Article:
‘Inkheart’ by Cornelia Funke

A book is a door that opens on a whole different, magic world. You just need to lift the cover to enter a new universe of wonders.

Alas, it seems like you are the only one allowed through that door. No matter how hard you try, what’s in the story, there it stays.

You can live great adventures and meet incredible characters, though once you close the book, they’re gone.

It would be such a great trick if it was possible to take those fantastic heroes out of the pages and into real world.

How brilliant it would be to actually meet those great heroes, those fantastic creatures, not just on paper, but in flesh and bones – or whatever they’d be made of…

Imagine that, with the power of just your voice, you could bring those characters with you through that door, right here in our reality.

You could have a lovely chat with Elizabeth Bennet, or enjoy the company of Dorian Gray. You could play with the Lost Children of Neverland, or start a new adventure with Huckleberry Finn.

You could listen first hand to the story of Doctor Jekyll and Mr Hyde, directly from Jekyll, or understand how Tom Riddle became Lord Voldemort, hearing the whole story from Dumbledore himself.

Then, of course, there’s the flip side.

All those fantastic characters are well aware of the rules of their story – their world. How would they react to such a world as ours?

Would they fear it? Would they be excited?

Would they try to conquer it?

Every passionate reader, sooner or later, finds himself wishing the story he’s reading could come true.

Well, this is what Cornelia Funke wrote about in ‘Inkheart’, the first book of the trilogy.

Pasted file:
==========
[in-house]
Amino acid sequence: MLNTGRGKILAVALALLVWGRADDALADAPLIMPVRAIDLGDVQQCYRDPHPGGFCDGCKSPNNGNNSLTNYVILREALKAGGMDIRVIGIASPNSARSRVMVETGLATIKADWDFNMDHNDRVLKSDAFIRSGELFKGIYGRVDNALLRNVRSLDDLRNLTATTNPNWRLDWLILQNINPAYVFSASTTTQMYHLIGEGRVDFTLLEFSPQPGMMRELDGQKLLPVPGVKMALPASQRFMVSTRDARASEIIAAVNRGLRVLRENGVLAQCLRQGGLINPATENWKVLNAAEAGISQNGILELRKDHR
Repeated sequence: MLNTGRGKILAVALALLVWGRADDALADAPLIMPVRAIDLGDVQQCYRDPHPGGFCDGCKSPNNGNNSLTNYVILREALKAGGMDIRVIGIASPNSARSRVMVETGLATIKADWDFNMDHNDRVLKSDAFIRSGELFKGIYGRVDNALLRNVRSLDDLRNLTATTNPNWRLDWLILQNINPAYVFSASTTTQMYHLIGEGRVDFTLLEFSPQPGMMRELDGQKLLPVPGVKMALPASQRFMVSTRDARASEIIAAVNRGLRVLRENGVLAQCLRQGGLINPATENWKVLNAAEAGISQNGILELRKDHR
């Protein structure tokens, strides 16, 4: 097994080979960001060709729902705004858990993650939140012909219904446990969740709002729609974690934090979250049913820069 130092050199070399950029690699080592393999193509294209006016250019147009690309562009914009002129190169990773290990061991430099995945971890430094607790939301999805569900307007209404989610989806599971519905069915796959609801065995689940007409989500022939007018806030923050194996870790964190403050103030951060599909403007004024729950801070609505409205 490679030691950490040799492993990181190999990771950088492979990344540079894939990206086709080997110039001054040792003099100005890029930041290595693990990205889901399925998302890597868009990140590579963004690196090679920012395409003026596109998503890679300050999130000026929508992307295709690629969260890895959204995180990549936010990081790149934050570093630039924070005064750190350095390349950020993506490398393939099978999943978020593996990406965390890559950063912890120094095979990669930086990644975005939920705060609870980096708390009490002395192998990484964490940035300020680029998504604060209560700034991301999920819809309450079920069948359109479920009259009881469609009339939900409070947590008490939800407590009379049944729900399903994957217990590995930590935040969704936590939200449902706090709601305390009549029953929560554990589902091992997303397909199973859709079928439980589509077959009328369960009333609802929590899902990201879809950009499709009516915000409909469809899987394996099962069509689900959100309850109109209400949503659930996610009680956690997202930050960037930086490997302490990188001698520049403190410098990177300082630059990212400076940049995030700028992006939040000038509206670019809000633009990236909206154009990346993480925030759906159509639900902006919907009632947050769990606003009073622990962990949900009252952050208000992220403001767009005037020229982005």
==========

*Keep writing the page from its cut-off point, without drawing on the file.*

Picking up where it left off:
It’s a story about a father, Mo, and a daughter, Maggie.

Mo never reads aloud for his daughter – and he has quite a good reason not to, since last time he did, his wife disappeared and three strange figures appeared in his living room.

Those were the fire-eater Dustfinger, the hideous Capricorn and his faithful henchman Basta.

For years Mo and Maggie have hidden from the heartless Capricorn, though Dustfinger is the herald of the news that Capricorn’s men are on their way to find them and take the book away – the one they belong into, ‘Inkheart’.

For a few days, Maggie’s great aunt Elinor gives them a good hideout. Until it’s not anymore.

As you see, it would be great to ‘read characters out of a story’, only if you are careful about which one you pick.

Before leaving you to your reading, let me ask you a question: if you could, as Mo does, read something or someone out of a book, what would it be?


If you want to know more about this book: Goodreads

If you want to buy this book: Amazon


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